City department heads slated for raises tied to scheduled union raises
Batavians can take some comfort in the fact that the City Council recently whittled down the proposed tax increase of 3.6 percent down to 2.17 percent, without really sacrificing any city services—the jury is still out on whether the ambulance flap will help or hinder us in the long run.
Nevertheless, some rumors are going around that the Council has instituted raises for all of the city department heads. We put the question to Council President Charlie Mallow this morning in an e-mail. He told us that "all city employees have mandated cost of living increases based on union contracts except seven administrative people." Mallow feels that it's unfair for those seven people not to receive the same sort of "increases"—he never used the word "raise"—as the rest of the union-backed employees.
There is a sense of right and wrong here. I do not believe non-union employees should be punished for not being part of a collective barging unit. Keep in mind that our administrative people have worked hand in hand with council to eliminate close to a $3 million dollar spending deficit in the last two years. The hard work of these administrative people reduced the size of city government. Some people out of sheer ignorance would like to single these people out; I think the rest of the community understands how far we have come and who helped us along the way.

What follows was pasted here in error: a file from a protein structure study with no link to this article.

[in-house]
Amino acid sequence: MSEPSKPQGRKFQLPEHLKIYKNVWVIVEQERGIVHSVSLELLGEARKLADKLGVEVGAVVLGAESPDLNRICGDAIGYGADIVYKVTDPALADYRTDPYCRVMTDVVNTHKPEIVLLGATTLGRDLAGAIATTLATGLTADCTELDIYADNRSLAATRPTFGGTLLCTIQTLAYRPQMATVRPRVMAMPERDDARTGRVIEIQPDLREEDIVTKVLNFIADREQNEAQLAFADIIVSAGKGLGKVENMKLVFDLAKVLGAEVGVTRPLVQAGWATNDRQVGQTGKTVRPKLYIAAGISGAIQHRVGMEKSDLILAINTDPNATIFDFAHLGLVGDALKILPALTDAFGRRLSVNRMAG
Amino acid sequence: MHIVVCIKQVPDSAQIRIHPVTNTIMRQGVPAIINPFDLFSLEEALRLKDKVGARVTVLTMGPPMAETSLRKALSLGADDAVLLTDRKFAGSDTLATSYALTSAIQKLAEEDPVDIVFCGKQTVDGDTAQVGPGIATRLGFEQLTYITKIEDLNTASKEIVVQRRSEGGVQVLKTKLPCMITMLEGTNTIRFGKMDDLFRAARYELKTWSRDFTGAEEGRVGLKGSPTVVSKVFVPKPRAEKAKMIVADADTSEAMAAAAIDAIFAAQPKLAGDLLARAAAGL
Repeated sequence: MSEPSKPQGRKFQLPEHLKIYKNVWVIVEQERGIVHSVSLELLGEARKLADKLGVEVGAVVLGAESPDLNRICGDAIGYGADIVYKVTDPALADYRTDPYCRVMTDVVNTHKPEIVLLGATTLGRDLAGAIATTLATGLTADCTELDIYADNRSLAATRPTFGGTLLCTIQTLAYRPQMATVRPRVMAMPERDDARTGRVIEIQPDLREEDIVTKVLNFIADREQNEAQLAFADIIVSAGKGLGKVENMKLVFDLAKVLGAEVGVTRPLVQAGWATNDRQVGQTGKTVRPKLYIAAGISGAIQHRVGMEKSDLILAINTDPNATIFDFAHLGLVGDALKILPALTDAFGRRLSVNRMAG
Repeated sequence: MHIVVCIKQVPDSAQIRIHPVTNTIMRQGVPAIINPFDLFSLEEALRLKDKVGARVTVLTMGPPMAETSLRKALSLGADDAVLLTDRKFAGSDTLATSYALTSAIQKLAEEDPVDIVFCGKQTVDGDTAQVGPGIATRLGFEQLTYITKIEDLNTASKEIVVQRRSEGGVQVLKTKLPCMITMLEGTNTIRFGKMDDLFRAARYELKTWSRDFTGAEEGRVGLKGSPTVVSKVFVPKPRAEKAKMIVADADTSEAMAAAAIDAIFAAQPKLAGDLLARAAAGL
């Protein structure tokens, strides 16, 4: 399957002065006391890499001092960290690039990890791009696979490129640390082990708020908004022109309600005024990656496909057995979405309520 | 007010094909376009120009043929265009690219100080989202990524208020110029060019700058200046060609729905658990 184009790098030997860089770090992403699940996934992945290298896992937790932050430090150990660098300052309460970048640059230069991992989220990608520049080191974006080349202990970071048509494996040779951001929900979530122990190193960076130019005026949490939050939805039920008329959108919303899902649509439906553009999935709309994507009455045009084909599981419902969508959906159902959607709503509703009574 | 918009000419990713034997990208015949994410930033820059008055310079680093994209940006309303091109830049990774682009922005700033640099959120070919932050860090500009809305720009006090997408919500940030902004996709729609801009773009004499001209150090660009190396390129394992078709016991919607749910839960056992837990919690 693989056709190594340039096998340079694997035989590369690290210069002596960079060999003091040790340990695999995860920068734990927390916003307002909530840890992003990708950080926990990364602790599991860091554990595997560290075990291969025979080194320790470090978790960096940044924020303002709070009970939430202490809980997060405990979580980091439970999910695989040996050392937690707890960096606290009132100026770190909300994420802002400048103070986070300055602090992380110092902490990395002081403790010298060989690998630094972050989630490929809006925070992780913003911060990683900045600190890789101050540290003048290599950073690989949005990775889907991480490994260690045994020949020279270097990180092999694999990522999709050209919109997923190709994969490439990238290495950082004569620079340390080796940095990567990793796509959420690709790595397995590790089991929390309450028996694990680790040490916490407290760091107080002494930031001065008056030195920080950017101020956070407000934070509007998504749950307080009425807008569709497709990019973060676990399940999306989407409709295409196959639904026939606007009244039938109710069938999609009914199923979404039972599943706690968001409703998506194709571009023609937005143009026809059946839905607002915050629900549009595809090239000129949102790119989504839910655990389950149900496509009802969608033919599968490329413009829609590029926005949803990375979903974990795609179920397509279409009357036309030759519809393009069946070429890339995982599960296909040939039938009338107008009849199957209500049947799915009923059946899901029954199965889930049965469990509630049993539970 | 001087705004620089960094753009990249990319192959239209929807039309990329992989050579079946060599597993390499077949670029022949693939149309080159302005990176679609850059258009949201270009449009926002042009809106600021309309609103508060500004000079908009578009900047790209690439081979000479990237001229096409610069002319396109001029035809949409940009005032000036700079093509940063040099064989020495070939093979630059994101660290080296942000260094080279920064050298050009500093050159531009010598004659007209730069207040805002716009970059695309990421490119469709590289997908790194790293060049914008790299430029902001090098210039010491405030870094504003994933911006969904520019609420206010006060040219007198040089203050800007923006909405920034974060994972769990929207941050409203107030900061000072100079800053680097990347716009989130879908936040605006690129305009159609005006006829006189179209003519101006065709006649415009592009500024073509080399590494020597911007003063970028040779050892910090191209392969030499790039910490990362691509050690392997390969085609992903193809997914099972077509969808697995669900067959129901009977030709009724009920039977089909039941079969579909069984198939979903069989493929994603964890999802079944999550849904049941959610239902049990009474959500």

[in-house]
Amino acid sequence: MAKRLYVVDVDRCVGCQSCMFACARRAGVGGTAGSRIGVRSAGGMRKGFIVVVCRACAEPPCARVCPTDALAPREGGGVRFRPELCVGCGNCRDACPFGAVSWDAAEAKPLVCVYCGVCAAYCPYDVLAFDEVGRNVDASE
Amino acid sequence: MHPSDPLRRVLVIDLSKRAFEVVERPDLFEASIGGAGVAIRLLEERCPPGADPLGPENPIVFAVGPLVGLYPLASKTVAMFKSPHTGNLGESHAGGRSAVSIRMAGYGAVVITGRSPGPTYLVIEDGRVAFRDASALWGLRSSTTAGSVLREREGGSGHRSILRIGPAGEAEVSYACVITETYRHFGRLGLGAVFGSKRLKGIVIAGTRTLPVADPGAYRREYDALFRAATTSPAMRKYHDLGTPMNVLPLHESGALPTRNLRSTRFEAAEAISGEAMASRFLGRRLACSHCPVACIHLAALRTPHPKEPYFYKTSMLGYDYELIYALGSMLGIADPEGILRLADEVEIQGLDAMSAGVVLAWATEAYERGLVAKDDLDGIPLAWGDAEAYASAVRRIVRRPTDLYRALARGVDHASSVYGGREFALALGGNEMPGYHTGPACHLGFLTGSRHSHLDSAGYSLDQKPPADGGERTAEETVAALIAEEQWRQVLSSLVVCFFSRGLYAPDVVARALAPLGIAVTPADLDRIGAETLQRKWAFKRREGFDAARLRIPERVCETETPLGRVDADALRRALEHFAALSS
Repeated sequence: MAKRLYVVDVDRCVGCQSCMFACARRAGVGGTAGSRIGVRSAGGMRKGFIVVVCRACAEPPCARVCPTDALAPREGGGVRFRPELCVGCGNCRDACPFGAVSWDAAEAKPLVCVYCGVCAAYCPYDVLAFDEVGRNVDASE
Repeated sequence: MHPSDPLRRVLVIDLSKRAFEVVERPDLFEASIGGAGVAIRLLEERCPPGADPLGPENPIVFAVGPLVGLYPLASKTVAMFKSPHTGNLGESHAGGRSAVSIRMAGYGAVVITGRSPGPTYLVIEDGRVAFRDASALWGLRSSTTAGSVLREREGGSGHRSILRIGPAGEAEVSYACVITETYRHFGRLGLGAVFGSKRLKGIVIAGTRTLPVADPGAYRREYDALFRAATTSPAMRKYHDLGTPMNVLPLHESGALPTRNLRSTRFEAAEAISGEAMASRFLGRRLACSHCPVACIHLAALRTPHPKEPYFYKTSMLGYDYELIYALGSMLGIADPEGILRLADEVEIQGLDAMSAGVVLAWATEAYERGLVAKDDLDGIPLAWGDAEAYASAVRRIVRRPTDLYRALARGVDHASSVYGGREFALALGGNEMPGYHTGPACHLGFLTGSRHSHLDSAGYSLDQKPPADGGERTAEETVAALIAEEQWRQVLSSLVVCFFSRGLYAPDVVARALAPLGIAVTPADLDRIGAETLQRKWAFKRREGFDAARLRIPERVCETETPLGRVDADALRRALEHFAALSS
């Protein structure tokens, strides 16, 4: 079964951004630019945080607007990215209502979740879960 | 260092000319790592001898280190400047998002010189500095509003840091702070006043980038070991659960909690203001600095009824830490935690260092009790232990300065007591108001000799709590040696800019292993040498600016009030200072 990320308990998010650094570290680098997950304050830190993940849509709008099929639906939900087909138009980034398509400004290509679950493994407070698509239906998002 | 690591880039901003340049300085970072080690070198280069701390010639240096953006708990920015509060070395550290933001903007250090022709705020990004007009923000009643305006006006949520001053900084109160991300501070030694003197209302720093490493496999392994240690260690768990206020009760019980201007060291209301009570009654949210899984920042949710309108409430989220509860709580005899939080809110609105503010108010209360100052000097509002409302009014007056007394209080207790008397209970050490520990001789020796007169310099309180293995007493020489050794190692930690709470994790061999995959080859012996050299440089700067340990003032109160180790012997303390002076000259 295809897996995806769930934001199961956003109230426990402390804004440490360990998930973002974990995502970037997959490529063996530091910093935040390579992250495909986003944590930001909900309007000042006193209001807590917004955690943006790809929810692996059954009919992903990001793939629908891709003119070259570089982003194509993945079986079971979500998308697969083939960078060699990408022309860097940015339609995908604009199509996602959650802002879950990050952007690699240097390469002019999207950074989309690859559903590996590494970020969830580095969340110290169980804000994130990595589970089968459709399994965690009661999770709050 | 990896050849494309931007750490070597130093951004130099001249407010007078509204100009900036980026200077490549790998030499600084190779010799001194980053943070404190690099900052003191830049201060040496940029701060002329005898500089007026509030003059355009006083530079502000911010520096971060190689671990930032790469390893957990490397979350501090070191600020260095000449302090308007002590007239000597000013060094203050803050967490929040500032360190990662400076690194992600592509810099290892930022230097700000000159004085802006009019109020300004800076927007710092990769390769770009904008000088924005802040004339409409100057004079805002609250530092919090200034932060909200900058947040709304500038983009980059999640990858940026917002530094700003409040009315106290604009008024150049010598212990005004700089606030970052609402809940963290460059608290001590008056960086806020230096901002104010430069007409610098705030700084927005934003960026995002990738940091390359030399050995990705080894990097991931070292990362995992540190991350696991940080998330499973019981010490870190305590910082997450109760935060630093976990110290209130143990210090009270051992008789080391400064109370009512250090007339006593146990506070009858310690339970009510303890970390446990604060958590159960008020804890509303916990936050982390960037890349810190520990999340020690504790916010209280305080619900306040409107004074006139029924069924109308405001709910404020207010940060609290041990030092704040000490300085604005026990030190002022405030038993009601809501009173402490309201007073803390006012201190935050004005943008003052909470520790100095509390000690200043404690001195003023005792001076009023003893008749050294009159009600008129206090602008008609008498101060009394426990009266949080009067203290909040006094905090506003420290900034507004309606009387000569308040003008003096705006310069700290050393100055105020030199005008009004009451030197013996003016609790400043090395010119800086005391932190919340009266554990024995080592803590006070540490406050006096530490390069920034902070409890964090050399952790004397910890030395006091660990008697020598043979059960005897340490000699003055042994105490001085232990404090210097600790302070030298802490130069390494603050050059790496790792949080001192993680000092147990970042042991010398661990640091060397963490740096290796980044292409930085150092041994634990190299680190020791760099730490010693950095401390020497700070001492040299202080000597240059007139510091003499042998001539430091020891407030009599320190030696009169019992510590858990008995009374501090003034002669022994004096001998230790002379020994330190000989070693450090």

Here are some of the budgeted figures listed under "personnel services"—does not include overtime, social security, supplies, etc.—for a few of the city's top offices (2008 and 2009):
• City Manager's Office: $103,629 (2008), $106,140 (2009)
• Bureau of Finance: $35,639 (2008), $39,040 (2009)
• Bureau of City Assessment: $33,624 (2008), $34,590 (2009)
• Bureau of Inspection: $138,246 (2008); $195,860 (2009)
Strangely, the "Bureau of the Clerk-Treasure" is scheduled for a reduction in its budget for personnel services in 2009. That office was listed at $64,212 in 2008; $60,790 has been listed for 2009.
Since the budget does not break down each city employee's salary into a tidy, comprehensible format, we asked Mallow if the Council had a document illustrating all of the changes that were effected. He replied: "A list of budget changes does not exist; it was a very fluid process." We then asked if the city could provide a list of every employee's salary for 2008 and the proposed salary for 2009. We're waiting on that.
More from Mallow:
The single most important thing behind this budget was planning for the future with a series of contingency funds. These funds will allow the city to save for future equipment purchases. Doing this will allow us to have a stable tax rate in the future and be less prone to large swings like we have seen in the past. People should understand that we have taken on the practices that businesses use every day. We plan, we have goals and we live within our budget.